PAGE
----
Azure Event Grid was announced a couple of days ago for building event-driven architecture. While the initial preview is a bit limited in the number of supported event publishers, it has tons of promise and I was immediately intrigued by the possibilities!

Being a fan of Azure Resource Manager templates, I soon tried to figure out how you could automate the creation of Event Grid resources. After some trial and error and some research, I was able to come up with an initial template to create:

  • An Event Grid topic resource
  • A WebHook-based event subscription.

You can find the complete sample template here.

The sample template first declares some simple parameters and variables:

{
    "parameters": {
        "eventGridName": {
            "type": "string",
            "minLength": 1
        },
        "webhookName": {
            "type": "string",
            "minLength": 1
        },
        "webhookUrl": {
            "type": "string",
            "minLength": 1
        },
        "webhookEventTypes": {
            "type": "array",
            "defaultValue": [ "All" ]
        },
        "webhookPrefixFilter": {
            "type": "string",
            "defaultValue": ""
        },
        "webhookSuffixFilter": {
            "type": "string",
            "defaultValue": ""
        },
        "webhookCaseSensitive": {
            "type": "bool",
            "defaultValue": false
        },
        "webhookLabels": {
            "type": "array",
            "defaultValue": [ "" ]
        }
    },
    "variables": {
        "apiVersion": "2017-06-15-preview"
    }
}

Creating the Event Grid topic is relatively simple; it’s a resource of type Microsoft.EventGrid/topics. We just need to supply the right API version (2017-06-15-preview in this release), the grid name, and one of the supported Azure regions:

{
    "apiVersion": "[variables('apiVersion')]",
    "name": "[parameters('eventGridName')]",
    "type": "Microsoft.EventGrid/topics",
    "location": "[resourceGroup().location]",
    "tags": {
        "displayName": "EventGrid"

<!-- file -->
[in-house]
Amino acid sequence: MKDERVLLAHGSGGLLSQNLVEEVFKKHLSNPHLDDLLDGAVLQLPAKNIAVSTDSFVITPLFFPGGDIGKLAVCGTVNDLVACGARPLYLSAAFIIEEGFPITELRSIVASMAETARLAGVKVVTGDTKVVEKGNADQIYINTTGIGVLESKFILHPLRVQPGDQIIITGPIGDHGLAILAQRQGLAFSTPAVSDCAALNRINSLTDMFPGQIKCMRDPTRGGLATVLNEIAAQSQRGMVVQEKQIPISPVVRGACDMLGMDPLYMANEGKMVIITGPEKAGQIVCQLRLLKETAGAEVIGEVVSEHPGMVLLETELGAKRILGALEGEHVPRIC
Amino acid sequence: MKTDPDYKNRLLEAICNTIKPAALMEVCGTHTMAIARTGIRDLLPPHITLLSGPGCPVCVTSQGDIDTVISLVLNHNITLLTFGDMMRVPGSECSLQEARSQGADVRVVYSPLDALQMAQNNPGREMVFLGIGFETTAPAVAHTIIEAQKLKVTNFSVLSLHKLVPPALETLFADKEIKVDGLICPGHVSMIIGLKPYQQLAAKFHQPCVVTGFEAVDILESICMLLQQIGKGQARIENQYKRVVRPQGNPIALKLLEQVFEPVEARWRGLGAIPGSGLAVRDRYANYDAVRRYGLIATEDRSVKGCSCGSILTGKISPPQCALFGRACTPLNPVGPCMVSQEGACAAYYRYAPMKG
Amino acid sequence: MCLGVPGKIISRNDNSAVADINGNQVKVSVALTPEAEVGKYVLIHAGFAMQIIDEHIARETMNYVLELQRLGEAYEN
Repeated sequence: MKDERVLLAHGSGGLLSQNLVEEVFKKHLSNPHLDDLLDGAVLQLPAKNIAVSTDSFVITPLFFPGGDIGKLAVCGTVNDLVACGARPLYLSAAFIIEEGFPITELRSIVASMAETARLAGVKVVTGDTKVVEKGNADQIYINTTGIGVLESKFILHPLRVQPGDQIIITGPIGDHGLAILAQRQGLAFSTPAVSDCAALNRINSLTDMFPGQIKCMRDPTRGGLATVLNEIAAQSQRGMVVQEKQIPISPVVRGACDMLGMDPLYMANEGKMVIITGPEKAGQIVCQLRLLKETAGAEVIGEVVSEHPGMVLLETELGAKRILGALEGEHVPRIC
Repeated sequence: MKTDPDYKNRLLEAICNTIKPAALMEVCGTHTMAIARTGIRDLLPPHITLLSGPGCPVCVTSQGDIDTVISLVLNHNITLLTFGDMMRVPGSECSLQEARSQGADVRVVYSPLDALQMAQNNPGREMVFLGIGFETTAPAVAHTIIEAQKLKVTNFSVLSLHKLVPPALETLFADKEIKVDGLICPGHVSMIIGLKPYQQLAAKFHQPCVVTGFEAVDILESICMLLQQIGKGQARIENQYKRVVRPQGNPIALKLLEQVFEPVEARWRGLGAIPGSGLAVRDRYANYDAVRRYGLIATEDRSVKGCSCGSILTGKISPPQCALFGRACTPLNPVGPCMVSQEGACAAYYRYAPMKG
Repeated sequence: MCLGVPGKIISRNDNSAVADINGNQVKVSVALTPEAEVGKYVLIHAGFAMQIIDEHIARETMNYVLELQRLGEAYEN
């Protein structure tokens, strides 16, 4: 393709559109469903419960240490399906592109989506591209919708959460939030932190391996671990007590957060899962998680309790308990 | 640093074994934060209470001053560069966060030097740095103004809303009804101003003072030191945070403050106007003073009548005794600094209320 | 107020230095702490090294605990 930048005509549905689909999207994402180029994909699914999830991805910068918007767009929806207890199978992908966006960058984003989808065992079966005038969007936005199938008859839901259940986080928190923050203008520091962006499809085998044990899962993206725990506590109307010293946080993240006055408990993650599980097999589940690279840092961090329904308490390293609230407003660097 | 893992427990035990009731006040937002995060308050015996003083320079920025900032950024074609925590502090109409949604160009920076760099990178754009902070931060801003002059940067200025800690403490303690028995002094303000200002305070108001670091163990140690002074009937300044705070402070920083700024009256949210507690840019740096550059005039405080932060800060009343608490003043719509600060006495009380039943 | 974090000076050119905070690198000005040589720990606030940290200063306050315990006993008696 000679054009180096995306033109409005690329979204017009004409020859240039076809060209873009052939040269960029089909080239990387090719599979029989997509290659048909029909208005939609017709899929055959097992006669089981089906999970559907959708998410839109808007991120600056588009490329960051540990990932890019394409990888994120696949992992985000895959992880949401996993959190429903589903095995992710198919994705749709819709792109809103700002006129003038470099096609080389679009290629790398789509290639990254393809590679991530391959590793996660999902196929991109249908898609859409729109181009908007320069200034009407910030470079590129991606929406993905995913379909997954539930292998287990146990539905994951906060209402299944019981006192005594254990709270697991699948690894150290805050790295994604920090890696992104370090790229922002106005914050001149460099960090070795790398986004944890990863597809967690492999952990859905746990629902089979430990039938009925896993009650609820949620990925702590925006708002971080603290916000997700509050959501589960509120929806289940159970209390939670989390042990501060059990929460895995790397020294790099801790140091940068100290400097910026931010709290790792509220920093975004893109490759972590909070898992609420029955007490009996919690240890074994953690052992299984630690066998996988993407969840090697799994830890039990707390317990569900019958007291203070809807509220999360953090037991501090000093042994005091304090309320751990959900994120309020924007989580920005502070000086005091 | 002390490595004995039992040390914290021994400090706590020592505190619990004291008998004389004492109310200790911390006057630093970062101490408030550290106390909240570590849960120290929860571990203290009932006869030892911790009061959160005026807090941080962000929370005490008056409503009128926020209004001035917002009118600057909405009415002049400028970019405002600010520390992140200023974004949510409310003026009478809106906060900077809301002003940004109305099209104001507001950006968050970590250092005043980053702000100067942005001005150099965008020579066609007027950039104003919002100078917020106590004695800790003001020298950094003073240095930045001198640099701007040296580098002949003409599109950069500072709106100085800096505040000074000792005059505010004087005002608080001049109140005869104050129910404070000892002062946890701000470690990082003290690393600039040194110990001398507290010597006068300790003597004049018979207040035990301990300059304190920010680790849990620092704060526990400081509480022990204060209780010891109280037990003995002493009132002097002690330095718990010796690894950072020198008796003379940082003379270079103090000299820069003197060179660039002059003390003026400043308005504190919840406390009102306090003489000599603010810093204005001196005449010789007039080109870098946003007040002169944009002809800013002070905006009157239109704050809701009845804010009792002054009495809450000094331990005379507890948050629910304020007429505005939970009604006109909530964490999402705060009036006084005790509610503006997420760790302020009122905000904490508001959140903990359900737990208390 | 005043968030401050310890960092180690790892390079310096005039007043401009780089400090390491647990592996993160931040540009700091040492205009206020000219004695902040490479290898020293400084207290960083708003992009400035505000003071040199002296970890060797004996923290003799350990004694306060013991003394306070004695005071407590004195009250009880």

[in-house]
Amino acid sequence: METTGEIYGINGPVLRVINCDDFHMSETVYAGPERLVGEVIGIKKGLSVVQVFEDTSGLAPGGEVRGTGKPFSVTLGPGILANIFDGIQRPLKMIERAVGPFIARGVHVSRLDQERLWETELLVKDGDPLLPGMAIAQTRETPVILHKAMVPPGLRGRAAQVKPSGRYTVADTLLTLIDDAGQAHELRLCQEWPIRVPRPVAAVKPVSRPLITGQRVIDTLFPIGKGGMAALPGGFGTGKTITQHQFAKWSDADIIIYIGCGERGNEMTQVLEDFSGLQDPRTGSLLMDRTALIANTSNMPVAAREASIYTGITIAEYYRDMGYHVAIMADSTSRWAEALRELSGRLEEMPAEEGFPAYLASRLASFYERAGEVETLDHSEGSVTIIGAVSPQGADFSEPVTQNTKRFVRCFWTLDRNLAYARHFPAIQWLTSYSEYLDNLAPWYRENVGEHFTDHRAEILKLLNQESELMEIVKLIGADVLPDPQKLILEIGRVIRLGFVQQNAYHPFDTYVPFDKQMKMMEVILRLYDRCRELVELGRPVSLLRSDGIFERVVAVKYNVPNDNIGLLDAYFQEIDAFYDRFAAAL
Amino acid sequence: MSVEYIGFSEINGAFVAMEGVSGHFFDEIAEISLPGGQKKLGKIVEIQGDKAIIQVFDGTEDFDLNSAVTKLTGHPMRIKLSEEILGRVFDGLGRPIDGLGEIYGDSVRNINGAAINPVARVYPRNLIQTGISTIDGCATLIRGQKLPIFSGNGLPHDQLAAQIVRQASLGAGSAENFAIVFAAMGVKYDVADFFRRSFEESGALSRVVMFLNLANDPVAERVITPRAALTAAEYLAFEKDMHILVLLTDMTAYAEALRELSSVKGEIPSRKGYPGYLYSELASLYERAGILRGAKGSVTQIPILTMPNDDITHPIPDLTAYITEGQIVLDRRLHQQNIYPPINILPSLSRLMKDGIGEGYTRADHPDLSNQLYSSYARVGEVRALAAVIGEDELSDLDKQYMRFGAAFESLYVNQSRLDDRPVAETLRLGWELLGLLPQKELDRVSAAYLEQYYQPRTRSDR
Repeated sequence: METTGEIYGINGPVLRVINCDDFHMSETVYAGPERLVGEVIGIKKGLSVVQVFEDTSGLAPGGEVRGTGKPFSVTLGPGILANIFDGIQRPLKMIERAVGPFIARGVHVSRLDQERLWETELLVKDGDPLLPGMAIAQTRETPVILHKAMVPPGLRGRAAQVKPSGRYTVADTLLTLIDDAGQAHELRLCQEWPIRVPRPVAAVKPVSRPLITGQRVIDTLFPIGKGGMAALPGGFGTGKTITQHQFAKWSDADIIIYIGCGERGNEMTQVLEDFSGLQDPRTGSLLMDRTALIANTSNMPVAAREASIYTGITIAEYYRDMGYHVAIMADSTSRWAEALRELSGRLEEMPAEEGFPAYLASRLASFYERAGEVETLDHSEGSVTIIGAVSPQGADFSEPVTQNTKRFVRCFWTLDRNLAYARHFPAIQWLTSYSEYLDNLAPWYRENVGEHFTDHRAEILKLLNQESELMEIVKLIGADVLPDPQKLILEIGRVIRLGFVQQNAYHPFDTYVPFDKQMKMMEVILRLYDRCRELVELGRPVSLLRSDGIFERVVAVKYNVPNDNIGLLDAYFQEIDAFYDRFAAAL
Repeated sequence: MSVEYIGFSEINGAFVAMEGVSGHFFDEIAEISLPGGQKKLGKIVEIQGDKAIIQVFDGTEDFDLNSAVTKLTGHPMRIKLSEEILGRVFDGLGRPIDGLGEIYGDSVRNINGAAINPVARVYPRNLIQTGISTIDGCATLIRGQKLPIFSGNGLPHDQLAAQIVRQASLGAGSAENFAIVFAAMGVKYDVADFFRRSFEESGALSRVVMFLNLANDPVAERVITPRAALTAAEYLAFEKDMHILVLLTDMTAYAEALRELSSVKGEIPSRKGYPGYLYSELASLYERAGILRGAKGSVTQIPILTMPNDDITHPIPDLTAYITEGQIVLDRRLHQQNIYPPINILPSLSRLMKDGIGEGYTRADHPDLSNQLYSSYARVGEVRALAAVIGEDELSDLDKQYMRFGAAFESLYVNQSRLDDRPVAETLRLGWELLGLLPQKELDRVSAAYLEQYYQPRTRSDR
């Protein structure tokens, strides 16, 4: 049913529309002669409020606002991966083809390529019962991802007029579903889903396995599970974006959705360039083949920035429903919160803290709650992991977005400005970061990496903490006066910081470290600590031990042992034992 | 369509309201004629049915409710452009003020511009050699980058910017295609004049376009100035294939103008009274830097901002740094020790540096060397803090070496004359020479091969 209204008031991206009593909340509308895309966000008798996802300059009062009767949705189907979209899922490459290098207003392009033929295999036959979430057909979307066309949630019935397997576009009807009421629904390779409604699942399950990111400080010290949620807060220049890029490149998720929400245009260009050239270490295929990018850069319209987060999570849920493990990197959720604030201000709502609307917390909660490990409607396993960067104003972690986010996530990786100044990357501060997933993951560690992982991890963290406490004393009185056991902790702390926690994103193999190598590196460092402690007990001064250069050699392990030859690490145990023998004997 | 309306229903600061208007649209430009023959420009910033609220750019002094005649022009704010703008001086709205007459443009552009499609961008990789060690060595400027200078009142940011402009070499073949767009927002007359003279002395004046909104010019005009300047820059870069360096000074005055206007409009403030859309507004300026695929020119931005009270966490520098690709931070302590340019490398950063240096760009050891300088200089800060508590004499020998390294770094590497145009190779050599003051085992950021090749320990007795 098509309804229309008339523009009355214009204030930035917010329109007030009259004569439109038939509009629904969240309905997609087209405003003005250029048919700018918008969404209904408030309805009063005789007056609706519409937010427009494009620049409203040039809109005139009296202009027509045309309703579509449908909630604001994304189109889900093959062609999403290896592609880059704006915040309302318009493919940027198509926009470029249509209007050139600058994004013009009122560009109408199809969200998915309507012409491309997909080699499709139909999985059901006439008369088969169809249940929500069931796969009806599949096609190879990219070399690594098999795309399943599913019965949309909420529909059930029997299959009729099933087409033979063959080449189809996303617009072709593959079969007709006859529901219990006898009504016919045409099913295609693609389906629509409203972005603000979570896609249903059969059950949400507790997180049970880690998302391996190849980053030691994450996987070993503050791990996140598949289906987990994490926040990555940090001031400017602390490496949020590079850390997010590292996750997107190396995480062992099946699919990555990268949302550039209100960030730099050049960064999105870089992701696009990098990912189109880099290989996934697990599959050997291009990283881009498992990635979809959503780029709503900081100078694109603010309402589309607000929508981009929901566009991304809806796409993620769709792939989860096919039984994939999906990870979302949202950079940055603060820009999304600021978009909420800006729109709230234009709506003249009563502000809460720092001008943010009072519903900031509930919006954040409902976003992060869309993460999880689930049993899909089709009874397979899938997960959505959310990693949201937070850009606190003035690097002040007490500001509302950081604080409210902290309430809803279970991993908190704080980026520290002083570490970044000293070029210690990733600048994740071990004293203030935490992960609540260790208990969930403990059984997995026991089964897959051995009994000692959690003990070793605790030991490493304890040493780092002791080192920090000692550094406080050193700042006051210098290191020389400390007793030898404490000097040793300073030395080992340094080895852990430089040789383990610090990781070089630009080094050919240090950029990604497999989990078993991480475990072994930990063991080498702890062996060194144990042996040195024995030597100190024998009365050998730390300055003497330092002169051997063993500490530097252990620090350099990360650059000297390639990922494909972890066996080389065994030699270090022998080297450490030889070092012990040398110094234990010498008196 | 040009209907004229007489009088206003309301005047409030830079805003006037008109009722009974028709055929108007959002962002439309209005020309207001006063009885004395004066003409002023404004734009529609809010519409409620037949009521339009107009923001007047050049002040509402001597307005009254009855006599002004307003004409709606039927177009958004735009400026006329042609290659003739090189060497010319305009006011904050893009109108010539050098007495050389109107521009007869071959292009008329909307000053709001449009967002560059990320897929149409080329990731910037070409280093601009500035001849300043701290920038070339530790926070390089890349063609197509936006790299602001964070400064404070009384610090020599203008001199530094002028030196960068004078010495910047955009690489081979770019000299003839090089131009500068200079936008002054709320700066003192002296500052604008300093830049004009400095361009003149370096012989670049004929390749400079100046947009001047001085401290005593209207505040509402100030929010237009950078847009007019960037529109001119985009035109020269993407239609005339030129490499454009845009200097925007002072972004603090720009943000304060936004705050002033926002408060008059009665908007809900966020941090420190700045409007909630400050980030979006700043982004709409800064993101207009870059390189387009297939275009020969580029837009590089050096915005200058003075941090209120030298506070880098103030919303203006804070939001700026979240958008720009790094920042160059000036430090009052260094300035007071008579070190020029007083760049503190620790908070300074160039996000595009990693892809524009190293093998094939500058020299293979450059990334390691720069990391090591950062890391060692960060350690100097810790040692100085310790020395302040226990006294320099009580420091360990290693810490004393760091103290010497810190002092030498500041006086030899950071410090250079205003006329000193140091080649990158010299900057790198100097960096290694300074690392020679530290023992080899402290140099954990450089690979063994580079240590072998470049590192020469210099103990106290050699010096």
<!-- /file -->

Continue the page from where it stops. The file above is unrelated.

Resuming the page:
},
    "properties": {
        "name": "[parameters('eventGridName')]"
    }
}

Creating the WebHook subscription took a bit of work to figure out. Eventually realized this needed to be a nested resource of type Microsoft.EventGrid/topics/providers/eventSubscriptions, and it needed a special name in the pattern <EventGridName>/Microsoft.EventGrid/<WebHookName>. You can then specify the WebHook URL, and the filter of which events you want delivered to it:

{
    "apiVersion": "[variables('apiVersion')]",
    "name": "[concat(parameters('eventGridName'), '/Microsoft.EventGrid/', parameters('webhookName'))]",
    "type": "Microsoft.EventGrid/topics/providers/eventSubscriptions",
    "tags": {
        "displayName": "Webhook Subscription"
    },
    "dependsOn": [
        "[concat('Microsoft.EventGrid/topics/', parameters('eventGridName'))]"
    ],
    "properties": {
        "destination": {
            "endpointType": "WebHook",
            "properties": {
                "endpointUrl": "[parameters('webhookUrl')]"
            }
        },
        "filter": {
            "includedEventTypes": "[parameters('webhookEventTypes')]",
            "subjectBeginsWith": "[parameters('webhookPrefixFilter')]",
            "subjectEndsWith": "[parameters('webhookSuffixFilter')]",
            "subjectIsCaseSensitive": "[parameters('webhookCaseSensitive')]"
        },
        "labels": "[parameters('webhookLabels')]"
    }
}

End result of applying the template in the portal shows are hook created correctly:

WebHook in Azure Portal

I also added some outputs to the ARM template so that it returns the topic endpoint URL of the created Event Grid, as well as the first access key:

"outputs": {
    "eventGridUrl": {
        "type": "string",
        "value": "[reference(parameters('eventGridName')).endpoint]"
    },
    "eventGridKey": {
        "type": "string",
        "value": "[listKeys(resourceId('Microsoft.EventGrid/topics', parameters('eventGridName')), variables('apiVersion')).key1]"
    }
}

Something I did notice while testing this is that it appears that, in the current implementation, some properties of the event subscription cannot be updated after it has been created. Hopefully this restriction is eventually lifted, as it makes it a bit harder to support continuous integration with ARM, but if not, you’d need to first drop the webhook and create it again.


Tomas Restrepo

Software developer located in Colombia. Sr. PFE at Microsoft.